It’s time, I’m afraid, to let loose the dogs of apocalyptic cultural complaint, this time upon the throat of The Dark Knight, which I was coerced into finally seeing despite my official moratorium on voluntarily watching superhero movies, or any film in which someone puts on a mask or has "special powers," the latter of which is all by itself a dead giveaway, as a narrative device, to the film-culture mess we find ourselves in. Superheroes are, essentially by definition, idiotic confections intended for children, and the fact that I can’t escape them as an adult so far this millennium makes my blood boil. I did my time as a kid loving X-Men and Spider-Man and The Avengers and Jack Kirby specials (and E.C. reprints and even Warren mags like Creepy and Eerie), and heaven knows I do not begrudge the American early-adolescent his or her time in the shade with comic books, or their afternoons in matinees watching Batman or Iron Man or whatever. But it’s gotten to the point that superheroes comprise the substantial percentage of movie options we have now, in one form or another, and to avoid them as a grown-up you’d have to avoid cinema. What’s more, adults are flocking, adults reviewers are treating the movies seriously, the filmmakers themselves apparently believe they’re making coherent and profound statements. Meanwhile, the digital whooshing and ultrasurroundsound noise are getting so assaultive it seems we’re not that far away from a movie somehow reaching out during an action scene and just hitting you in the head with three-pound piece of flying shrapnel, just to "make you feel" the chaos.
But that’s my beef in general; The Dark Knight epitomizes the problem specifically not by simply being a Caped Crusader trifle masquerading as Paradise Lost, but because it failed to do the simplest things movies have always done: tell a fucking story. The film is quite literally one violent set-piece followed by a 20-second snatch of exposition, to explain what significance the set-piece is supposed to have, repeated again and again and again, for over 2.5 interminable hours. Stories require character and incidents that happen to those characters and decisions those characters have to make, and us watching them make those decisions, and then the tragic/triumphant/ironic result of those decisions. The Dark Knight runs along literally like a series of disconnected cabaret acts, with what passes for narrative happening off-screen most of the time, and the ample screentime remaining filled up with chases and fights so haphazardly shot and cut you can’t tell where anybody is or what’s going on. We hardly see Bruce Wayne, the Joker (yes, Heath Ledger was fascinating) has no backstory or motivation, plot holes loomed like event horizons (sure, you evacuated that hospital), dialogue scenes never lasted more than a few seconds – in other words, anything that might substantiate the film as dramatic material fit for adults was almost completely elided. I’ll tell you the two moments I appreciated, both missable in the melee: Christian Bale’s dry, almost imperceptible chuckle at Michael Caine’s I-told-you-so mini-punchline as they walked away from the camera, and the way the hulking gangbanging convict played by Tommy Lister went back to his seat after tossing the detonator overboard, brooding over perhaps having sealed his own death by doing the right thing. You can see why: these tiny instances involved humans, reacting and revealing their history. That’s about it for the whole film.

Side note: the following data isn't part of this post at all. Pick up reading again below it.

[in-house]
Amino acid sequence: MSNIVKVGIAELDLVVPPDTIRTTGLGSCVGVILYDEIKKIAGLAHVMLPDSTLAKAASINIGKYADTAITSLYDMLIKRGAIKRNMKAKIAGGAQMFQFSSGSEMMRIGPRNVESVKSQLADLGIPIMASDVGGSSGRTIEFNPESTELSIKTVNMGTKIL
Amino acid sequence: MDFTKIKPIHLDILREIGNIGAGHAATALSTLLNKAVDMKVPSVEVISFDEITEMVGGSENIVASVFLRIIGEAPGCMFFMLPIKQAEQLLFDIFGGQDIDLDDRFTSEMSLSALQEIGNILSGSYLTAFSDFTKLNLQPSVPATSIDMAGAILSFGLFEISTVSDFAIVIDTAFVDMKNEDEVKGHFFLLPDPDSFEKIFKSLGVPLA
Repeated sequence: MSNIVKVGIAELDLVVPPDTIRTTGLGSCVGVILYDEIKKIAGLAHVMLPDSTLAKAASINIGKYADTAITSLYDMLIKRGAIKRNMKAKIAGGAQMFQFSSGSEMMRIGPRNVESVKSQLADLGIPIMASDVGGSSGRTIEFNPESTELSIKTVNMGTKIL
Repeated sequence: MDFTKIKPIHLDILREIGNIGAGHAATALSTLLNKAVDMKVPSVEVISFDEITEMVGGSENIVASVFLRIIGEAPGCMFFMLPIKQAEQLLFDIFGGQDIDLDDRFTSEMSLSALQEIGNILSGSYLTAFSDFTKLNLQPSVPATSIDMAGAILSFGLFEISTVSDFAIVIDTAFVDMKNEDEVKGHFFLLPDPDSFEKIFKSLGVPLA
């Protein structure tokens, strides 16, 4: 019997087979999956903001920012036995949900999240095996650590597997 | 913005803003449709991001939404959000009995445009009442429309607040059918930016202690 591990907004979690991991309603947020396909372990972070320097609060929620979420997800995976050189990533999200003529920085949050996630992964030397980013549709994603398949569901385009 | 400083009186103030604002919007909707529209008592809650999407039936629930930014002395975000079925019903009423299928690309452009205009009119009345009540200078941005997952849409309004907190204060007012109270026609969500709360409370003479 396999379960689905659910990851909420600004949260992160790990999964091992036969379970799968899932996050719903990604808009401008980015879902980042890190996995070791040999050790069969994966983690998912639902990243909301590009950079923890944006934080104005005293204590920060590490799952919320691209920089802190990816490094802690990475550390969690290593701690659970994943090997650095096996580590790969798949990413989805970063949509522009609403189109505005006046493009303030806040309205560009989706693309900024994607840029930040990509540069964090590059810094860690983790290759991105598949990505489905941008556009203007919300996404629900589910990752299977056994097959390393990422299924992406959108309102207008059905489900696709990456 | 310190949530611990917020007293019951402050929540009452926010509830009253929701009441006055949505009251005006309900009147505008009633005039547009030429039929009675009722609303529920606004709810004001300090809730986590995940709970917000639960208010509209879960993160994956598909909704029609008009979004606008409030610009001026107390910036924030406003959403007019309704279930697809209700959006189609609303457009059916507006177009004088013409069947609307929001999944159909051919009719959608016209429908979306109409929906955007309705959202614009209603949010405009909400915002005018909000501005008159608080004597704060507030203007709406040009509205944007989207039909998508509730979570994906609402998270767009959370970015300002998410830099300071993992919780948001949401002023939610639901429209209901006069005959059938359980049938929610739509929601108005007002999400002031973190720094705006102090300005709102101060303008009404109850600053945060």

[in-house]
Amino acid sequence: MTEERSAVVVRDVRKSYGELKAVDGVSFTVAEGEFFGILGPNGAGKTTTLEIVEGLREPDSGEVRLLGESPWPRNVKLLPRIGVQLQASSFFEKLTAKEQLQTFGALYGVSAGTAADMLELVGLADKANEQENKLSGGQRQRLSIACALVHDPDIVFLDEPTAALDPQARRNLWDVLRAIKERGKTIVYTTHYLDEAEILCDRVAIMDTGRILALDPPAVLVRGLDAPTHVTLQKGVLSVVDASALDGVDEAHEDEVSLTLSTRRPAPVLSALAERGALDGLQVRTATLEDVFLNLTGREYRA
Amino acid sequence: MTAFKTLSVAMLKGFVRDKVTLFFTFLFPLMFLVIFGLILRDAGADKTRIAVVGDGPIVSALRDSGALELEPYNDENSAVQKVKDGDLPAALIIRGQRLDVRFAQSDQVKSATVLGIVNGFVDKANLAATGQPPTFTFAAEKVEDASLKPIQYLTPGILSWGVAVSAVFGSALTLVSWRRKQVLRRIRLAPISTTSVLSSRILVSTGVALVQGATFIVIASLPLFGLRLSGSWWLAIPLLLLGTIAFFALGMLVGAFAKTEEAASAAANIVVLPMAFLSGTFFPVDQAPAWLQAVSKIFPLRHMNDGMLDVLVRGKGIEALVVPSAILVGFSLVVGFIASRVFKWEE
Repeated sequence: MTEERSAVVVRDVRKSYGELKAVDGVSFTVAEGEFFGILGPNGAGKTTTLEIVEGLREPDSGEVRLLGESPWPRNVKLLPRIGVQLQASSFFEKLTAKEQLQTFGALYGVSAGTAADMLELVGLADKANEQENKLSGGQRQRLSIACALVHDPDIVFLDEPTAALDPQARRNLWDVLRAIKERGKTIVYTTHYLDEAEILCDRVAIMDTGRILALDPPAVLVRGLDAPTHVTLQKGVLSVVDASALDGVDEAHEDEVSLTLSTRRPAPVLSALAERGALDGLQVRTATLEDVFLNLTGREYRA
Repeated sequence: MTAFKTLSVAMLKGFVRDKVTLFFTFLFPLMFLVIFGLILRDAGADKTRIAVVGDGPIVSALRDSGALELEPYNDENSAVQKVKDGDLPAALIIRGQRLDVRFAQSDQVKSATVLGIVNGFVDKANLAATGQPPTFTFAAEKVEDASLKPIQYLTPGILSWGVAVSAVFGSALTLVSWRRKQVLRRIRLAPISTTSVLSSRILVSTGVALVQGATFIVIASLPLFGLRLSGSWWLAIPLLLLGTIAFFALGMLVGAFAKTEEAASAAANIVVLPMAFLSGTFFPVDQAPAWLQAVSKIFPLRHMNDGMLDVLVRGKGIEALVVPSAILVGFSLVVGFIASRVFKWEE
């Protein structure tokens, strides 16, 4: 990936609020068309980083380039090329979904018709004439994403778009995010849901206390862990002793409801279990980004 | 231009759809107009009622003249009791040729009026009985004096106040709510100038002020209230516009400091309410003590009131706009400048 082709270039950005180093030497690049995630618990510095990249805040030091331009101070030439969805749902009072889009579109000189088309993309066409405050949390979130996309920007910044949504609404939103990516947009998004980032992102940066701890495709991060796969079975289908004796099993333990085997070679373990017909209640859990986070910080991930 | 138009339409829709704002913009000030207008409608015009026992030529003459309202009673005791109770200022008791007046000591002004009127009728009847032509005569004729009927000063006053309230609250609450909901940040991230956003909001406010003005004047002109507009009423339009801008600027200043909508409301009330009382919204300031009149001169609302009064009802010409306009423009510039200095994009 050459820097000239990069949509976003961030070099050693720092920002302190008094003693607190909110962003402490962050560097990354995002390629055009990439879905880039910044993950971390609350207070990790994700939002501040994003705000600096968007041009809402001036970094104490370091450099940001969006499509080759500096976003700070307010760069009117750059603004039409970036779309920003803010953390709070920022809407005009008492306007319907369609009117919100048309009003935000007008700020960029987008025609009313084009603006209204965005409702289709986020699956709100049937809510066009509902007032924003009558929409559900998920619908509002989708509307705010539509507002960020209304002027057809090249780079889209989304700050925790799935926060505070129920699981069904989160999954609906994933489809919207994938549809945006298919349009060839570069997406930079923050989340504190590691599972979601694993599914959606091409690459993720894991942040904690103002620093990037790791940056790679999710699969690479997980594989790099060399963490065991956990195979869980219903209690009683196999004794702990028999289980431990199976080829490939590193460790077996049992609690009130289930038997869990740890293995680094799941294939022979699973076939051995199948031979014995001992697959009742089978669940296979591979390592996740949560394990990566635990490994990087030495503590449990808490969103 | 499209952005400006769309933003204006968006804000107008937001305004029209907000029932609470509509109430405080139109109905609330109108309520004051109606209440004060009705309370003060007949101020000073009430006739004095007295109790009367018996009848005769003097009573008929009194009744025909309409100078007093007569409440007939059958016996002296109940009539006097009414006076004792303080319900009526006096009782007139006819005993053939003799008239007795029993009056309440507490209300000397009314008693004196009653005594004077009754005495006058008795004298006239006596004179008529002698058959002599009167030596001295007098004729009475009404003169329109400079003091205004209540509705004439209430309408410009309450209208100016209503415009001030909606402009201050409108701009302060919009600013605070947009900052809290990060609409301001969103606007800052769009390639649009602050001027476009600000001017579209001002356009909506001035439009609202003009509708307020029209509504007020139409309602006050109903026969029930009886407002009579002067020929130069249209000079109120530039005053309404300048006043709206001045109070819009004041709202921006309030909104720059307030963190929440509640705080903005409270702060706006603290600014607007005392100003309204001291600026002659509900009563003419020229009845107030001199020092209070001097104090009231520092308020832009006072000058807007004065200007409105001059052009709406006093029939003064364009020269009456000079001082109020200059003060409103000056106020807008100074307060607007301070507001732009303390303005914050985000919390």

We wouldn’t be having this conversation if the audience were only kids, however large that audience might be. Somehow the entirety of American culture, young and middle-yeared and old, is embracing the childish universe of superheroes – which is structured around the easily-distracted worldview of kids, not around the reasoned, complex worldview we would hope children would grow into. Does America need that badly a post-post-9/11 big Daddy to vanquish danger so we can slumber in our cradles? The much-lamented infantilization of the mass populace continues, and at what cost? How much public effort and energy and time is spent consuming this attenuated nonsense – watching it, watching PR stuff about it, ‘Net-surfing for it, blogging about it, texting about it, pursuing gossip about it, rewatching it, YouTubing it, ad infinitum – and not attending instead to a government that eats tax monies like a Moloch and kills people by the thousands? Movies can be art, and can connect us with human verities and empathies and experiences that might help us deal with the real world. That’s what stories have always been for. But instead we’re using film as the walls of a bubble we’re constructing around ourselves like the disturbed children of abusive parents. Old Hollywood movies have always had their fair share of bullshit, but they were about people, always (or until Star Wars). Not anymore.